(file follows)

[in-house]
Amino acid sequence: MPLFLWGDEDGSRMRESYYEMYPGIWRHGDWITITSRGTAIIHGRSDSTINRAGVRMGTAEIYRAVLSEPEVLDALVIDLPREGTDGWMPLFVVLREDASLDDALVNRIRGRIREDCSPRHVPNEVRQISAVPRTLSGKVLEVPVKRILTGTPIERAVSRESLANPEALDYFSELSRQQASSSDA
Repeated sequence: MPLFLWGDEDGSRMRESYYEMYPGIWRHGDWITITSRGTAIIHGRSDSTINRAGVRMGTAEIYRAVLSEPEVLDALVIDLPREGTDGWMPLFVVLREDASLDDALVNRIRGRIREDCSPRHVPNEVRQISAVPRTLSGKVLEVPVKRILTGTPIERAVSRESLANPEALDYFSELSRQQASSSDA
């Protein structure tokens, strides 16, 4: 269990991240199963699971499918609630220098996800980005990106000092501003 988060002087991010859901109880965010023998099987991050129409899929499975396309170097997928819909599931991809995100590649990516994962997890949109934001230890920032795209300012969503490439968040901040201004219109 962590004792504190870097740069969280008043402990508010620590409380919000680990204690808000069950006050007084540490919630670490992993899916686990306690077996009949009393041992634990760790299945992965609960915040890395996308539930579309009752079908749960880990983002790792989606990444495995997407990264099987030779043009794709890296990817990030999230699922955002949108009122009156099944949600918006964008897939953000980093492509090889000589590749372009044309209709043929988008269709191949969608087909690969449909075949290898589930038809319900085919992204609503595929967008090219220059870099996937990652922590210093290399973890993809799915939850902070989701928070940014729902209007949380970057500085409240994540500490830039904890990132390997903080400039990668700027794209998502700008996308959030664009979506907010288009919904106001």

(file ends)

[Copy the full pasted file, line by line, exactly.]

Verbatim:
[in-house]
Amino acid sequence: MPLFLWGDEDGSRMRESYYEMYPGIWRHGDWITITSRGTAIIHGRSDSTINRAGVRMGTAEIYRAVLSEPEVLDALVIDLPREGTDGWMPLFVVLREDASLDDALVNRIRGRIREDCSPRHVPNEVRQISAVPRTLSGKVLEVPVKRILTGTPIERAVSRESLANPEALDYFSELSRQQASSSDA
Repeated sequence: MPLFLWGDEDGSRMRESYYEMYPGIWRHGDWITITSRGTAIIHGRSDSTINRAGVRMGTAEIYRAVLSEPEVLDALVIDLPREGTDGWMPLFVVLREDASLDDALVNRIRGRIREDCSPRHVPNEVRQISAVPRTLSGKVLEVPVKRILTGTPIERAVSRESLANPEALDYFSELSRQQASSSDA
């Protein structure tokens, strides 16, 4: 269990991240199963699971499918609630220098996800980005990106000092501003 988060002087991010859901109880965010023998099987991050129409899929499975396309170097997928819909599931991809995100590649990516994962997890949109934001230890920032795209300012969503490439968040901040201004219109 962590004792504190870097740069969280008043402990508010620590409380919000680990204690808000069950006050007084540490919630670490992993899916686990306690077996009949009393041992634990760790299945992965609960915040890395996308539930579309009752079908749960880990983002790792989606990444495995997407990264099987030779043009794709890296990817990030999230699922955002949108009122009156099944949600918006964008897939953000980093492509090889000589590749372009044309209709043929988008269709191949969608087909690969449909075949290898589930038809319900085919992204609503595929967008090219220059870099996937990652922590210093290399973890993809799915939850902070989701928070940014729902209007949380970057500085409240994540500490830039904890990132390997903080400039990668700027794209998502700008996308959030664009979506907010288009919904106001």